Family and friends near and far keep me grounded, centered and sane. Then there are the people I’ve never met, (sometimes halfway around the world) who also reside in my heart. Their stories, their work, their dreams, remind me that we are all connected.

In 2010 a message came to me via facebook from a woman who had read The Birth House. She’d picked up the book at Box of Delights in Wolfville while on a trip to visit family in Nova Scotia. Her name is Kristen Porter.

“I did not know then that a few months later I would be reading the last page of the book as I was about to open a birth house half way across the world in Uganda. For the past year and a half I served on the board of directors for The Shanti Uganda Society. Last year we were blessed with the funding to build a maternity and learning centre in Luweero District (the community we currently work in). In March I was supposed to come to Uganda for a three week visit. Less than 24 hours before I got on the plane our executive director called me from Uganda and wanted to know if I wanted to stay and open the Birth House. Without a second of hesitation I said yes and was on my way to Uganda for an undetermined amount of time. Three months later I’m in the process of hiring midwives, working with the local community and volunteers, visiting local herbalist and piecing together our own version of the Willow Book.

In Uganda childbirth is the number one killer of women. There are many reasons for this from horribly underfunded, understocked public hospitals to the loss of traditional birthing knowledge. Currently many women in the community we work in have no access to medical support when complications arise during the birth process. By the time they make their way on the back of a bumpy motorcycle ride to the closest clinic, it is often too late. Our goal is to lower maternal and infant mortality rates, reduce HIV/AIDS transmission rates from mother to child, improve birth outcomes and access to education for Traditional Birth Attendants and provide supplies and a safe and empowering place for women to welcome their babies into the world. I have attached a recent photo of the Maternity centre. We are due to open in this coming August.

I wanted to say thank you for your book. I am not a midwife or even a doula, my background is in International Development. I never imagined that I would be opening a Birth House. Your book is a gift that has connected me both to my home when I am feeling so far away, and to this incredible experience. Sometimes I find my self asking “What would Miss B say about this?””

Every birth is a lesson. – Miss B. from The Birth House.

The Shanti Uganda Birth House

Fast forward to this summer, when Natalie Angell-Besseling, cofounder & Executive Director of Shanti Uganda contacted me to see if I’d be willing to help out with a fundraiser that was going to be held in Vancouver in September. My answer, of course, was yes!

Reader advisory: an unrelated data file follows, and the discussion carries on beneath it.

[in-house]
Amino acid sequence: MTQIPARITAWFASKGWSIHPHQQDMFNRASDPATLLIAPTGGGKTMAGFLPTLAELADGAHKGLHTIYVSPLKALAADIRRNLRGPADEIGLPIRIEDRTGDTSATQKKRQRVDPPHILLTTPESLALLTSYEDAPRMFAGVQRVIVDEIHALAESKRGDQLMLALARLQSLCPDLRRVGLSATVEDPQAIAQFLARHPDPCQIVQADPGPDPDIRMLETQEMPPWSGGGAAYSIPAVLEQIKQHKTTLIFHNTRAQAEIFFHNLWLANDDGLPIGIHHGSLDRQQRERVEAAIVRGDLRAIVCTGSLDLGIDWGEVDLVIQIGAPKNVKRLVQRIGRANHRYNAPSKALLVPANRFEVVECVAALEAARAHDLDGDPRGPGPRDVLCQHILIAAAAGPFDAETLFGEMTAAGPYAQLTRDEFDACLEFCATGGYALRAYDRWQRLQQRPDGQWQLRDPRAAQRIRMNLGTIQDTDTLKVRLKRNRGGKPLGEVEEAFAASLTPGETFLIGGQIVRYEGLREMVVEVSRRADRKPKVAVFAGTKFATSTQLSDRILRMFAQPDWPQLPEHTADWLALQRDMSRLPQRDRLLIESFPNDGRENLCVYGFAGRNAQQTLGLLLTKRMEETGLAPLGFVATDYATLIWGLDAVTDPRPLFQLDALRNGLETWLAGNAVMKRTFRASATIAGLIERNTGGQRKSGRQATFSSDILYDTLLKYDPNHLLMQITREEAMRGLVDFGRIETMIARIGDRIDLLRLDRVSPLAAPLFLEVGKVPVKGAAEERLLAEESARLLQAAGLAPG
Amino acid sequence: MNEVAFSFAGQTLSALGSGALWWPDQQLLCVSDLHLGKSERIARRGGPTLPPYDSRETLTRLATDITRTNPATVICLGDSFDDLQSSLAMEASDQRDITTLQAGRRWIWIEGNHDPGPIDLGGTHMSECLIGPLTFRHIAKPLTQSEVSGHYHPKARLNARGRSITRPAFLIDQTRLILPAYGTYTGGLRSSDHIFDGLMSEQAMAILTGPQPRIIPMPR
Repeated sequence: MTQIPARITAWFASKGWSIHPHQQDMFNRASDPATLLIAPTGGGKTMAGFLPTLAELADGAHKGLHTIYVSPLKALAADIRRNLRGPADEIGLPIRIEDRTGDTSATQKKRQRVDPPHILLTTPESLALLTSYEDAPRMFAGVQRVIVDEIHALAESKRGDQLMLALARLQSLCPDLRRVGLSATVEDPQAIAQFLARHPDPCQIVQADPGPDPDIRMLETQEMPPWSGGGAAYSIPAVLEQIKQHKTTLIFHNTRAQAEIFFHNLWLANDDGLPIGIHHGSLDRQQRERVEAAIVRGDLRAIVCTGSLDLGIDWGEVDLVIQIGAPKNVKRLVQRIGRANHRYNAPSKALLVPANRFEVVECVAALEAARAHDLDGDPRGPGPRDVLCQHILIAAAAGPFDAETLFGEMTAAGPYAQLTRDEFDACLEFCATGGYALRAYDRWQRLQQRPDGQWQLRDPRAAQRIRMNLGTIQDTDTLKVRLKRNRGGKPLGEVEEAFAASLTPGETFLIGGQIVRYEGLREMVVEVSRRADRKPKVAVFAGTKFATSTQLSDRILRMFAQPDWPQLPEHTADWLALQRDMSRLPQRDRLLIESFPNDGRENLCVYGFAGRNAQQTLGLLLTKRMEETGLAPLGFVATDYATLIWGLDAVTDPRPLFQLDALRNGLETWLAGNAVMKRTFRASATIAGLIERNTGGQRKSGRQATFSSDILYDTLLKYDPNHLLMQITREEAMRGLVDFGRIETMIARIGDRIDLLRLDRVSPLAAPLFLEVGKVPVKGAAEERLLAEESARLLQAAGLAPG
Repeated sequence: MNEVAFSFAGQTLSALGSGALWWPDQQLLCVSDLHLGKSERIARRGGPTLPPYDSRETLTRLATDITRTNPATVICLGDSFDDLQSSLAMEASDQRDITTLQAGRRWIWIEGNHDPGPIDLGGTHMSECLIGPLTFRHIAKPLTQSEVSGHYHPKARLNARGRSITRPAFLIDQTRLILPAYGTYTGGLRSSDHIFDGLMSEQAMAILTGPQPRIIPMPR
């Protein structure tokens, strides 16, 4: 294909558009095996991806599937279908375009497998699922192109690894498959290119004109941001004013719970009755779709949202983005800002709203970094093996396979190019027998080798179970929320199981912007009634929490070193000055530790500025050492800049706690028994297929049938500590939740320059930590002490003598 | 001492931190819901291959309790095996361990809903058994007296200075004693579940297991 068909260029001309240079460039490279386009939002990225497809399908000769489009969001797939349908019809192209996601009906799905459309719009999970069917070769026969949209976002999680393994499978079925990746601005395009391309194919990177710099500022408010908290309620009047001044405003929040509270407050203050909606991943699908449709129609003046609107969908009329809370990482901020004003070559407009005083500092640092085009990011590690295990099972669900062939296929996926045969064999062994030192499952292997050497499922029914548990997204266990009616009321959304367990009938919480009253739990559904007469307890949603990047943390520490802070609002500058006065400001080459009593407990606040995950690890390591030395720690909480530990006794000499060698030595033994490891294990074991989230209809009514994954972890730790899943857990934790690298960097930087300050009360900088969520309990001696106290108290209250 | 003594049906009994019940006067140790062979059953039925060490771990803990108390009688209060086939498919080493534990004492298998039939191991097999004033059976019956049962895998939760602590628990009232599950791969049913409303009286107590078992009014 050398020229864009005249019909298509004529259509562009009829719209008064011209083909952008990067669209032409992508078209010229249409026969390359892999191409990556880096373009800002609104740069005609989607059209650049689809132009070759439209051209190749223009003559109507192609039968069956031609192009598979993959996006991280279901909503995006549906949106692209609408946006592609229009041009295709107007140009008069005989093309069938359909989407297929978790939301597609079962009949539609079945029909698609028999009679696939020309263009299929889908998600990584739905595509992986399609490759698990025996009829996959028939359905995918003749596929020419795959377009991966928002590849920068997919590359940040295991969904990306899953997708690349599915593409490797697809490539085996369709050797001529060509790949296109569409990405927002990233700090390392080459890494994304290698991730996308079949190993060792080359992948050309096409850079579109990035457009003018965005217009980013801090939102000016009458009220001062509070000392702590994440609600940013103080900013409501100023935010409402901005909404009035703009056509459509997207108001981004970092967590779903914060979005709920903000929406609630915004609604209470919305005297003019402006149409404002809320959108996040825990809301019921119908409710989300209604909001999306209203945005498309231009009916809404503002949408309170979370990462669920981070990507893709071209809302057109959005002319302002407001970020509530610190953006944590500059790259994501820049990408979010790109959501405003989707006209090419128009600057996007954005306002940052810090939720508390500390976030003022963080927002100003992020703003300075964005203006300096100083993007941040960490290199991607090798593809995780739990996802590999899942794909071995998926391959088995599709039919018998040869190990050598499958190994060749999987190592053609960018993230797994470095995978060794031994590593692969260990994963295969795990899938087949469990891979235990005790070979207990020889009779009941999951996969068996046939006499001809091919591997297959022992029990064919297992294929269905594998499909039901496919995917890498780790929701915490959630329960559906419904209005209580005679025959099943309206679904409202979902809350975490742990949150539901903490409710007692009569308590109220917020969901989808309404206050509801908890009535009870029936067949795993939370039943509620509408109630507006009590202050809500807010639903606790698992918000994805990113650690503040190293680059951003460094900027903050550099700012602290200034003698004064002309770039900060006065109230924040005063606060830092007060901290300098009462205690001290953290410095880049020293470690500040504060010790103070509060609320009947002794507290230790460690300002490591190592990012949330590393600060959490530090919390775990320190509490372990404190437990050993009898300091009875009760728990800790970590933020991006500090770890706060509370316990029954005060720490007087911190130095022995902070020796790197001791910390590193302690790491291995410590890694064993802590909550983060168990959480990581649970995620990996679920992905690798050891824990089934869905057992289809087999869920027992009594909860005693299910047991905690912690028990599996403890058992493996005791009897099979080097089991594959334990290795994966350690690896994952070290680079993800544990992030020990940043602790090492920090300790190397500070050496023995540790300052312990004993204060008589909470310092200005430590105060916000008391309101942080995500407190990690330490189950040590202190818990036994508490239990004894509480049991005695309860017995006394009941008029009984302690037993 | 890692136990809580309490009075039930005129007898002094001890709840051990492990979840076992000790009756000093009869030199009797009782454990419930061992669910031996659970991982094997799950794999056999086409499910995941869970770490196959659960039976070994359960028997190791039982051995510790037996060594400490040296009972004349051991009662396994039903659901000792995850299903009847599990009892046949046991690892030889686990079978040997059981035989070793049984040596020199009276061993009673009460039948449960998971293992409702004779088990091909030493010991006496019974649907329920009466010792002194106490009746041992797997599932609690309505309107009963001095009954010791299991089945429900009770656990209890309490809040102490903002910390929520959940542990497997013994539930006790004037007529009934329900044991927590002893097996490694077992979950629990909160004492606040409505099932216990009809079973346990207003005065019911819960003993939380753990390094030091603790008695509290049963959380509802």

Not long after Natalie got in touch, a plain wooden egg arrived in my mailbox. My task was to decorate the egg any way I liked so it could be auctioned off during Shanti Uganda’s annual Evening of Art. The eggs are part of an “Eggs of Empowerment” series, with contributors chosen from across North America.

I stared at and considered my egg for quite a while. I was hoping it might “speak” to me, let me know how I should treat it. After several sessions where I stared at the egg and then left it sitting on my desk, I decided at the very least, it wanted to be red. I got out the dyes I use for quilting fabric and brewed up a dark, crimson bath. The egg was transformed to a velvety red, so lovely I couldn’t bear to do anymore to it, outside of letting Mr. McKay apply a light coat of tung oil to seal in the colour and give the egg a soft glow.

Still, I felt I needed to imbue the egg with something more of me. What could I create that might express how I feel about the power and beauty of birth? What could I contribute that might show how much affection and respect I feel for these women? Paper and pen would need to be involved.

Inspired by a paper art dahlia I’d seen on Pinterest and the image of a lotus that had helped me through the birth of my second son, I set to work. I created a “nest” for the egg with paper, pen, and a fair bit of glue.

my paper lotus nest

nest and egg

ta-da!

Soon both egg and nest will arrive in Vancouver, ready for Shanti Uganda’s big night. I hope the evening is one of celebration and giving, one that will help my sisters’ Birth House blossom and thrive.

Shanti Uganda’s Evening of Art is September 25th. To find out more about the event and this amazing organization, please visit their web site. Shanti Uganda.

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2 Responses to Nesting

  1. Beautiful! I love the way you waited for the egg to speak to you, just like a page does. What a lovely connection you’ve made with your reader, Shanti. That’s what it’s all about, right?

  2. Ami,

    I bid the highest for your egg at the fundraiser the other night. All I can say is “wow” and “thank you”. It is just so beautiful!

    I remember reading The Birth House when I was pregnant with my daughter 4 years ago. Now I’m pregnant with number 2, and I’m so thrilled to have this lovely nest to gaze upon when my birthing time draws near.

    As a current Shanti board member, I want to express my thanks as well for your support for this wonderful organization. The fundraiser was a sold out event and a great success!

    Thank you again! It was a hard fought bidding war to get this treasure, and I will definitely cherish it.

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